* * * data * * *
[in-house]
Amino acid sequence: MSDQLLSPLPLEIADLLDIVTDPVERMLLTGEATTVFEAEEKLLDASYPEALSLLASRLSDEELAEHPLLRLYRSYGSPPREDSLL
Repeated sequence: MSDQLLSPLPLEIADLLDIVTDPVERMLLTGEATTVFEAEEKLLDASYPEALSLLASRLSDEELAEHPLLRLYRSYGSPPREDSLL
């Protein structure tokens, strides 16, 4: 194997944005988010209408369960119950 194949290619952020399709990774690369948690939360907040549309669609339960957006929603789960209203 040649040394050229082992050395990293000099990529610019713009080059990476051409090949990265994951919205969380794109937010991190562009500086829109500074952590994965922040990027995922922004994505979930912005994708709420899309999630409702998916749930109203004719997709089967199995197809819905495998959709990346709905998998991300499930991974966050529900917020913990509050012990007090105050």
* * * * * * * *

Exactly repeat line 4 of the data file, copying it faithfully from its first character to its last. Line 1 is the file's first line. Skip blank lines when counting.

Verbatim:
């Protein structure tokens, strides 16, 4: 194997944005988010209408369960119950 194949290619952020399709990774690369948690939360907040549309669609339960957006929603789960209203 040649040394050229082992050395990293000099990529610019713009080059990476051409090949990265994951919205969380794109937010991190562009500086829109500074952590994965922040990027995922922004994505979930912005994708709420899309999630409702998916749930109203004719997709089967199995197809819905495998959709990346709905998998991300499930991974966050529900917020913990509050012990007090105050």